Sydney Cup and Hunter Valley Photos

Canberra Bit

Thursday, April 12, 2007

Actually, I Can berr a lot (yeah, sorry about the title) of Canberra in spite of what I’d heard from others. This oft talked-down Australian capital was my next destination, in spite of being warned it was a hole, dead, cold, hollow, and not worth the time by many locals. So maybe I went in with my expectations low, but I did think it worth at least a full day’s attentions. I had initially planned to stop there en route to Melbourne, but with Mike coming in to Sydney and going to Hunter Valley for some wine tasting (something I’d rather do with a friend than alone), I decided to take a couple days and head out there before he arrived. I left before lunch and, it finally being a hot and beautiful day, stopped off at Bondi beach for a couple hours first. The surf was really up and the beach, with no tsunami warnings, was pretty packed with surfers. I waded in and found myself getting tossed in all directions from the waves. They’d come in from the ocean, they’d come in from behind, and occasionally would crash together and produce sideways waves. It was interesting for body surfing because sometimes, you’d miss a small front wave but it would give you enough momentum that you’d catch a bigger wave following right behind it without even trying – or knowing what was going on. And then you’d be surfing along that wave and it would collide with a wave going back out to sea and you’d be unceremoniously and immediately ejected. Such fun! But, on to Canberra.

I left Sydney’s snarling traffic and took the inland route towards Canberra, leaving the city at 4:00 and driving mostly after dark. Oh, I almost forgot. While in Bondi I stopped at a nice little French café called Le Paris and also got a spare key cut for my car. Anyway, the drive there was uneventful and uninteresting as a result. I pulled into town expecting to get lost – I’d been warned by everyone that it was confusing – and doing the speed limit (I’d also been warned that due to lack of crime, there are radar traps everywhere). I found my way right to the YHA with neither ticket nor misdirection, and checked in beside some friendly and nice-looking German girls. So far, so good. I made my way upstairs and there were two English girls painting a mural in the stairwell, and I excused myself as I snuck by.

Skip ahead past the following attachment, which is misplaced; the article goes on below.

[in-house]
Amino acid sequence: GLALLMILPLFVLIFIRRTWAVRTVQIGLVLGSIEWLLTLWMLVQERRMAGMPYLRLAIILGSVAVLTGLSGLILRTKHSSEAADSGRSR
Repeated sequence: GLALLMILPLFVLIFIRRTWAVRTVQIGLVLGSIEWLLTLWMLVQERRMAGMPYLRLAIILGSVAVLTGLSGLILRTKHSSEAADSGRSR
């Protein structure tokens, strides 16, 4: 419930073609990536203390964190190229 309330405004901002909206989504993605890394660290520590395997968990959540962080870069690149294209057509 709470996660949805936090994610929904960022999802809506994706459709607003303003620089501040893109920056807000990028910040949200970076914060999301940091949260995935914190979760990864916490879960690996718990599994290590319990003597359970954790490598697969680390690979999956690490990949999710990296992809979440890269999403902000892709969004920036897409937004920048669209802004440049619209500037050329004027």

On the way back down to retrieve my other backpack and move my car, they stopped me to ask if I was American as I’d apparently said “my bad” or something walking by them and then we talked for a bit and they invited me out with them and their Cirque du Soleil group (no, just vendors, not performers – sorry Larissa) to the bar downstairs, which was having a karaoke night. I also met a fellow Canadian, Doug, from Winnipeg, and chatted with him a bit as well. He’s studying in Melbourne and had a line on a 4 weeks on, 1 week off type job that paid extremely well. One month of working there would basically replenish my funds to the point they were at when I left in January, and bear in mind I was doing a LOT of extreme (and expensive) adventure stuff in New Zealand.

So it was that we hit the karaoke bar around 10:00. Doug and I got there first and had a couple beer, and whatever he’d eaten for dinner, well, the two definitely weren’t agreeing. I was a little embarrassed when we joined the Cirque group a little later as I didn’t want to get credited with the rather constant odour supply. We sat with them for the rest of the night and though we did eventually put our names down to sing something, it was too late. It wouldn’t have been the same without my PC mates anyway.

I had seen a sign offering a free nights’ stay for a couple hours of work, so the next morning, that’s what I did – changed and checked light bulbs all over the place with a guy from Finland. It was time consuming and tiring because every bunk bed has its own light so you’d have to climb or jump up to check it, and it’s not a small hostel. Plus my Finnish friend seemed to have trouble changing a lot of the lights and I’d have to go and help him. They were, admittedly, a tricky sort, but once you saw how they clipped in it really wasn’t. Anyway, that was my morning, but it helps. I was up early anyway to plug the meter for my car. Ah yes, the unimagined fun of driving yourself. It may have been a mistake to have a car (time will tell). First of all, parking it a headache. Secondly, it can be expensive unless you can find somewhere free to park. I spent the equivalent cost of a meal on parking my car that day. And finally, unless you’re traveling with others, it’s more expensive than by any other mode of transport except maybe flight. Maybe. You have the gas costs plus keeping the car running (hopefully the last of my woes for a while have been seen on that front). BUT, it does give you the flexibility to go where and do what you want, when you want, most specifically off the beaten path. National parks, remote beaches, that sort of thing. Since I’m paying the price anyway, I intend to start getting my money’s worth out of those advantages.